Ching Shih (c. 1785 – 1844) (Cantonese: Jihng Sih; "widow of Zheng"), also known as Zheng Yi Sao (Cantonese: Jihng Yāt Sóu; "wife of Zheng Yi"), was a prominent female pirate in middle Qing China.
Ching Shih successfully engaged in illicit activities throughout her life, and therefore little is known about her early life, including her birth name and precise date of birth. The name she is best remembered by means simply "widow of Zheng".
In 1801, she was working as a prostitute on one of Canton's floating brothels, and later that year she married Zheng Yi, the notorious Chinese pirate.
Zheng Yi belonged to a family of successful pirates who traced their criminal origins back to the mid-Seventeenth century. Following his marriage to Ching Shih, Zheng Yi used military assertion and his family's reputation to gather a coalition of competing Cantonese pirate fleets into an alliance. By 1804, this coalition was a formidable force, and one of the most powerful pirate fleets in all of China
In 1807, Zheng Yi died, and Ching Shih maneuvered her way into his leadership position. The fleet under her command established hegemony over many coastal villages, in some cases even imposing levies and taxes on settlements. According to Robert Antony, Ching Shih "robbed towns, markets, and villages, from Macau to Canton."
She ended her career in 1810, accepting an amnesty offer from the Chinese government. She kept her loot, married her lieutenant and adoptive son Cheung Po Tsai, and opened a gambling house.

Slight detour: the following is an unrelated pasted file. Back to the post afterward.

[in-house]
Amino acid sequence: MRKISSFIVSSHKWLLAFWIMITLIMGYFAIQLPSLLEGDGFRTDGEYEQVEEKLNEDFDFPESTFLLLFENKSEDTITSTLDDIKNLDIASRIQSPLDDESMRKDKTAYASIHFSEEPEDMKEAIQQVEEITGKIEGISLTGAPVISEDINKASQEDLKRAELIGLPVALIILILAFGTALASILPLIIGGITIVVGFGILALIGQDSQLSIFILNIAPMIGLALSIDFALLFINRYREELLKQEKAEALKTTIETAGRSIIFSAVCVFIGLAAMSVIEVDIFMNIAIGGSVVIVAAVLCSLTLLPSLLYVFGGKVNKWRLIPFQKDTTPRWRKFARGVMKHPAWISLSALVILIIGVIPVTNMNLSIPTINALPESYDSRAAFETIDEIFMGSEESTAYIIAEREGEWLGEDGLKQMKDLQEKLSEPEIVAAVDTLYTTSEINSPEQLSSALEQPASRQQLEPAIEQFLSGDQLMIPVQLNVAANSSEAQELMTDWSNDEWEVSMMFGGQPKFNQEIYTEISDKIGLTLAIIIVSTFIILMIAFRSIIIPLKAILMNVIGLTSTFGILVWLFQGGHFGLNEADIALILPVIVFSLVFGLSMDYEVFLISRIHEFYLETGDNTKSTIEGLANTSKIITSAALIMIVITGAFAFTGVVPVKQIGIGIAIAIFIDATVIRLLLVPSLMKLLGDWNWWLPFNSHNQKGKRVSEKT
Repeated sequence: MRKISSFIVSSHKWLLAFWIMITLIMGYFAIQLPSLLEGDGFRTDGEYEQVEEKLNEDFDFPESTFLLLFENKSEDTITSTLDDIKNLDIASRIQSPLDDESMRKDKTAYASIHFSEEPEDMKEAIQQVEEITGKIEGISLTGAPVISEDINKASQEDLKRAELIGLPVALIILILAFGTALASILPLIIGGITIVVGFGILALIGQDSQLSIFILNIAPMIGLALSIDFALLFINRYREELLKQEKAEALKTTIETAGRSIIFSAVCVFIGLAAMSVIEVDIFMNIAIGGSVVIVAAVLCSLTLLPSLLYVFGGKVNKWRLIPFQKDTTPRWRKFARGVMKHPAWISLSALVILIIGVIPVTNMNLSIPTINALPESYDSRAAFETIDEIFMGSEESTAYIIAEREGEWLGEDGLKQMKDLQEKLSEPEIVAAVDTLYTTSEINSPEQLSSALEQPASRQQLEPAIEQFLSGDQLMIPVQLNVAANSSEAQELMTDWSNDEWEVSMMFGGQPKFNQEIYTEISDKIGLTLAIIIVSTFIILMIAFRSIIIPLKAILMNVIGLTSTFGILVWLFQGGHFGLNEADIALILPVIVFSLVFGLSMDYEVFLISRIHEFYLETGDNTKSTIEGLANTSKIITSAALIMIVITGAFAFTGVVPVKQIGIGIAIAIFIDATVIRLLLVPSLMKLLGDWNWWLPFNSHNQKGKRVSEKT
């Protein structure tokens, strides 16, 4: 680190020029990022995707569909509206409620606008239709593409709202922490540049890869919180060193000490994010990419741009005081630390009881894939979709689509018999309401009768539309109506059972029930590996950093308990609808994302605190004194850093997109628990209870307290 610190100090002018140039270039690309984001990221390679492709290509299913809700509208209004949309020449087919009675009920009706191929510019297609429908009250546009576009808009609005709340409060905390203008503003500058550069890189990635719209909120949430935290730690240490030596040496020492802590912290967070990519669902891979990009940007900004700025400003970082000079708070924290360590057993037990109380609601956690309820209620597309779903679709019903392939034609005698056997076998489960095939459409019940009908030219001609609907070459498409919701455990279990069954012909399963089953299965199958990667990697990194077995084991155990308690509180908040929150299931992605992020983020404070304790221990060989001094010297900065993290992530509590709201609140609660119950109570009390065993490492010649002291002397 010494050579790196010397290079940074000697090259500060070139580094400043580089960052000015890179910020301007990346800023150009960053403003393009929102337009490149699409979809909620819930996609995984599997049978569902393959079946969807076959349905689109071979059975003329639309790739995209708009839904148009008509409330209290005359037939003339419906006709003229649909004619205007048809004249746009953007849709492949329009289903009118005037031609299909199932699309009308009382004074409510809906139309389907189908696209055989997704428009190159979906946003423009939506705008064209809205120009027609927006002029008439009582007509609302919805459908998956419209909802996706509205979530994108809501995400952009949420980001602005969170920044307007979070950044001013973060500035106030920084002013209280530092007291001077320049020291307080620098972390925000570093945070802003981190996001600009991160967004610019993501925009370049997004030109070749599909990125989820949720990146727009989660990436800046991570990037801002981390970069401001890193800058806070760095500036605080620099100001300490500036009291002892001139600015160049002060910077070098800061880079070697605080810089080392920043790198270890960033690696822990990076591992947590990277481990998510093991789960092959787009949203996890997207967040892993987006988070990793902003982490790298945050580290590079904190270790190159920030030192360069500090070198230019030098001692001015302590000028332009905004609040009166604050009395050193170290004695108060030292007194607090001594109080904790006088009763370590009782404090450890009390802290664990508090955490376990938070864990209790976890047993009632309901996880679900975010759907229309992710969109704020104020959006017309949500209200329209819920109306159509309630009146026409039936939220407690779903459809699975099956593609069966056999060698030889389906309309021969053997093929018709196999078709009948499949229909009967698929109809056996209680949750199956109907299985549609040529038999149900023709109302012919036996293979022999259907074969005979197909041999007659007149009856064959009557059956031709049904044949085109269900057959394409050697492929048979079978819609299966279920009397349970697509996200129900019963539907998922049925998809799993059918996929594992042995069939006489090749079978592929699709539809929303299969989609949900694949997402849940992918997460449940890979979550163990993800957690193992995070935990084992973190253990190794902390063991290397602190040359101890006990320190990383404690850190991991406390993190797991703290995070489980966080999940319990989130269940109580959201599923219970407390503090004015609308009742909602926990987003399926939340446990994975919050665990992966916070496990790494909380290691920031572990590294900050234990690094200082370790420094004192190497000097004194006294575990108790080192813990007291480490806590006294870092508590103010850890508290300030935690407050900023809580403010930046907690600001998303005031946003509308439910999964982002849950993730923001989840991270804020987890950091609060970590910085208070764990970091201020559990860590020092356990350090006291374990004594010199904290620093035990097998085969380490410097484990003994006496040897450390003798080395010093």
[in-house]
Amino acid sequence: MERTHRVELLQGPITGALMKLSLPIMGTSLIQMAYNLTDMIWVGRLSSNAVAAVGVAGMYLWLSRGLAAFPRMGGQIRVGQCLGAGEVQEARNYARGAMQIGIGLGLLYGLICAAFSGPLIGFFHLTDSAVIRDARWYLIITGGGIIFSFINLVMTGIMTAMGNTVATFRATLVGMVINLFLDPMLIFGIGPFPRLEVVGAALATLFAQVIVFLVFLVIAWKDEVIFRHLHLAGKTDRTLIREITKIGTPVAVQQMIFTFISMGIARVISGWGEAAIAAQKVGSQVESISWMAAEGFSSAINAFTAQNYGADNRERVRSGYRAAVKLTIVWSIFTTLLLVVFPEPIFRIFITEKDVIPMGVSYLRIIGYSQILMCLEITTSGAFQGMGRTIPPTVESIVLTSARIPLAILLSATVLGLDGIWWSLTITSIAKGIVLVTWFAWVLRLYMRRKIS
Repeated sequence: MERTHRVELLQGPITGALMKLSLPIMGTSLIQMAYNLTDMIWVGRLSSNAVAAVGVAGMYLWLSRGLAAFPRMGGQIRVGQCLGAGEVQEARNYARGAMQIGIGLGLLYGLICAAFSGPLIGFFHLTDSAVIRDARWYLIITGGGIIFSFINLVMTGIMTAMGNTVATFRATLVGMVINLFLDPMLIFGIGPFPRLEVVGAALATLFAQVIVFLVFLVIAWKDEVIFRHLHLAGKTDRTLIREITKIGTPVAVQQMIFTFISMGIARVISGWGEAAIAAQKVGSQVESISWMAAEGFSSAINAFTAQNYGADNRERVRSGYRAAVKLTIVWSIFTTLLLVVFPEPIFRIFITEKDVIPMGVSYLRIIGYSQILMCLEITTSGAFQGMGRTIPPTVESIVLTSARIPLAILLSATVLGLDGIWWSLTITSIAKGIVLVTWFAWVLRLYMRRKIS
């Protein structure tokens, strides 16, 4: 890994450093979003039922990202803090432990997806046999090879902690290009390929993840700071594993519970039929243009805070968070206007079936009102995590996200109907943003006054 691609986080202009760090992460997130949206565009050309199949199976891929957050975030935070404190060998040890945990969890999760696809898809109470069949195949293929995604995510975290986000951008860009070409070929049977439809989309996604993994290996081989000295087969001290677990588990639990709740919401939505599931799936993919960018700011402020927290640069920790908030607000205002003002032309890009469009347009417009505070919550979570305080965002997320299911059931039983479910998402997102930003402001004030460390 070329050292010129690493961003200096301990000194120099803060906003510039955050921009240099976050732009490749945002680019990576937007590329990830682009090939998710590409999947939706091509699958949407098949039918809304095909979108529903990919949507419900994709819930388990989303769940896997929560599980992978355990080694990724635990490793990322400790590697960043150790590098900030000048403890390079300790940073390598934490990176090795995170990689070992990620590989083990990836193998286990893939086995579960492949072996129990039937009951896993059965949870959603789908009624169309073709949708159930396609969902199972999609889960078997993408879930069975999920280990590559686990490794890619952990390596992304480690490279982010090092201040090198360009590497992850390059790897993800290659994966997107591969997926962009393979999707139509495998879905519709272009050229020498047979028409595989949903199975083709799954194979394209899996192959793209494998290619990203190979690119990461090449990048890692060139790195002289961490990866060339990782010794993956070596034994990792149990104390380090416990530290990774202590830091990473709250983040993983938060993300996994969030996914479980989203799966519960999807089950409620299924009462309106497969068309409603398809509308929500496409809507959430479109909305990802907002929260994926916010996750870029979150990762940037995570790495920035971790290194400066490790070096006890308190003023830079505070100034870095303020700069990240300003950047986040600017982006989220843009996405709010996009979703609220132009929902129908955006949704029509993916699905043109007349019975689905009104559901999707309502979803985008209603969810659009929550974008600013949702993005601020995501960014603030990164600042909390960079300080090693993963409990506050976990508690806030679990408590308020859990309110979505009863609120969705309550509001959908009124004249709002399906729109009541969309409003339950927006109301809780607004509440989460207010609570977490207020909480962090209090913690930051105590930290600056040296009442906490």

She died in 1844, at the age of 59.
A semi-fictionalized account of Ching Shih's piracy appeared in Jorge Luis Borges
's short story The Widow Ching, Lady Pirate
(part of A Universal History of Infamy
, first edited in 1954), where she is described as "a lady pirate who operated in Asian waters, all the way from the Yellow Sea to the rivers of the Annam coast", and who, after surrendering to the imperial forces, is pardoned and allowed to live the rest of her life as an opium
smuggler. Borges acknowledged the 1932 book The History of Piracy
, by Philip Gosse (grandson of the naturalist Philip Henry Gosse
), as the source of the tale.
In 2003, Ermanno Olmi made a film, Singing Behind Screens, loosely based on Borges's retelling, though rights problems prevented the Argentine writer from appearing in the credits.
Afterlife, a 2006 OEL graphic novel, depicts Ching Shih as a Guardian who fights demons to protect the denizens of the underworld.
The 2007 movie Pirates of the Caribbean: At World's End depicts a "Mistress Ching" as one of the nine pirate lords. This character seems likely to have been inspired by Ching Shih, even though the film is set over a century before she lived.
On the Mediterranean EP by the Gypsy Rock Band Nanuchka, Track Two is "Madam Ching"
- Koerth, Maggie "Most successful pirate was beautiful and tough". CNN. Retrieved on 2007-08-28.
- Cheng I Sao at Rob Ossian's Pirate Cove site
More Information Can be found here: